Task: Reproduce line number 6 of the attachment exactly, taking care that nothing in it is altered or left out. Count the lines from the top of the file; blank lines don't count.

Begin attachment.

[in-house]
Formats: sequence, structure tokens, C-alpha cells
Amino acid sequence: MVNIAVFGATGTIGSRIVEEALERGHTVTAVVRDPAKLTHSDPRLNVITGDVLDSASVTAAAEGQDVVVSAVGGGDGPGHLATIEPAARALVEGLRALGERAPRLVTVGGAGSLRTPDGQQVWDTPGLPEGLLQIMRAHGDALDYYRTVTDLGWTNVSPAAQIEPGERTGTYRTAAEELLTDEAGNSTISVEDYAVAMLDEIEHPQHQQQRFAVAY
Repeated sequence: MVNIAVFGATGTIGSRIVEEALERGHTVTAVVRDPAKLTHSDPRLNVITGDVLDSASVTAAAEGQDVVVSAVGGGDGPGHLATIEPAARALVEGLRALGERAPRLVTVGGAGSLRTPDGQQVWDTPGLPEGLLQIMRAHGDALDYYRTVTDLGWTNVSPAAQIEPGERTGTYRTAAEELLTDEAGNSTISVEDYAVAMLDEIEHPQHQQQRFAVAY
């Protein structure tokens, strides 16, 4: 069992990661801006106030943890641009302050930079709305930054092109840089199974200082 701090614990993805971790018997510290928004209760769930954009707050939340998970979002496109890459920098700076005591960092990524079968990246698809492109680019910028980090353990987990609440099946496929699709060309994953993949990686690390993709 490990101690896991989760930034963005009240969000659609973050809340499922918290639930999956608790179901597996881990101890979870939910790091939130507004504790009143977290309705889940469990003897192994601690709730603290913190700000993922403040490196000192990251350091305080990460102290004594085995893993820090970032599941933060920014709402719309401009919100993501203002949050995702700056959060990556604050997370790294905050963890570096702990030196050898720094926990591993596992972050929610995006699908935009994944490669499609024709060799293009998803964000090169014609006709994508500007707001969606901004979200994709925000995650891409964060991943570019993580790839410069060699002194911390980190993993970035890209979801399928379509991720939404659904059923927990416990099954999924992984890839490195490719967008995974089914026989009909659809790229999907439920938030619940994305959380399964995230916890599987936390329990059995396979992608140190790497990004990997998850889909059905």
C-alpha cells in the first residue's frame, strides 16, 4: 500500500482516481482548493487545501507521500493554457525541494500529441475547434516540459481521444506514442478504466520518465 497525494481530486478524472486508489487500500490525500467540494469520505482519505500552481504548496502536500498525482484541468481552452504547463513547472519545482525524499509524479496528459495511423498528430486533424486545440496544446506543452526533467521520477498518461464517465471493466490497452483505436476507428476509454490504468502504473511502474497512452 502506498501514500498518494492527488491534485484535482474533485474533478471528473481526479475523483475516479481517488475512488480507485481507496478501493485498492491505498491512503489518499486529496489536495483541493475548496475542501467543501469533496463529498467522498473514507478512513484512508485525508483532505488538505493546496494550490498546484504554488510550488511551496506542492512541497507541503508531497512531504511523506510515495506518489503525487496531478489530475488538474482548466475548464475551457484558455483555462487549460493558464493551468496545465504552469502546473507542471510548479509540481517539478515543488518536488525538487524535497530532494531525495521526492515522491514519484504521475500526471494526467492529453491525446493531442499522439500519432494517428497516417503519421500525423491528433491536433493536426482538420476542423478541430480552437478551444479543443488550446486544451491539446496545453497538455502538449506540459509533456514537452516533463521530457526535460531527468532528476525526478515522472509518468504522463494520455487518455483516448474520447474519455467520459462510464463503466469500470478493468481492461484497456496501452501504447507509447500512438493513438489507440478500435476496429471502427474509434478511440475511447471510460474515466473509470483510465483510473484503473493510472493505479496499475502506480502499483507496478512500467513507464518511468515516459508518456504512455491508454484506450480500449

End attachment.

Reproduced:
C-alpha cells in the first residue's frame, strides 16, 4: 500500500482516481482548493487545501507521500493554457525541494500529441475547434516540459481521444506514442478504466520518465 497525494481530486478524472486508489487500500490525500467540494469520505482519505500552481504548496502536500498525482484541468481552452504547463513547472519545482525524499509524479496528459495511423498528430486533424486545440496544446506543452526533467521520477498518461464517465471493466490497452483505436476507428476509454490504468502504473511502474497512452 502506498501514500498518494492527488491534485484535482474533485474533478471528473481526479475523483475516479481517488475512488480507485481507496478501493485498492491505498491512503489518499486529496489536495483541493475548496475542501467543501469533496463529498467522498473514507478512513484512508485525508483532505488538505493546496494550490498546484504554488510550488511551496506542492512541497507541503508531497512531504511523506510515495506518489503525487496531478489530475488538474482548466475548464475551457484558455483555462487549460493558464493551468496545465504552469502546473507542471510548479509540481517539478515543488518536488525538487524535497530532494531525495521526492515522491514519484504521475500526471494526467492529453491525446493531442499522439500519432494517428497516417503519421500525423491528433491536433493536426482538420476542423478541430480552437478551444479543443488550446486544451491539446496545453497538455502538449506540459509533456514537452516533463521530457526535460531527468532528476525526478515522472509518468504522463494520455487518455483516448474520447474519455467520459462510464463503466469500470478493468481492461484497456496501452501504447507509447500512438493513438489507440478500435476496429471502427474509434478511440475511447471510460474515466473509470483510465483510473484503473493510472493505479496499475502506480502499483507496478512500467513507464518511468515516459508518456504512455491508454484506450480500449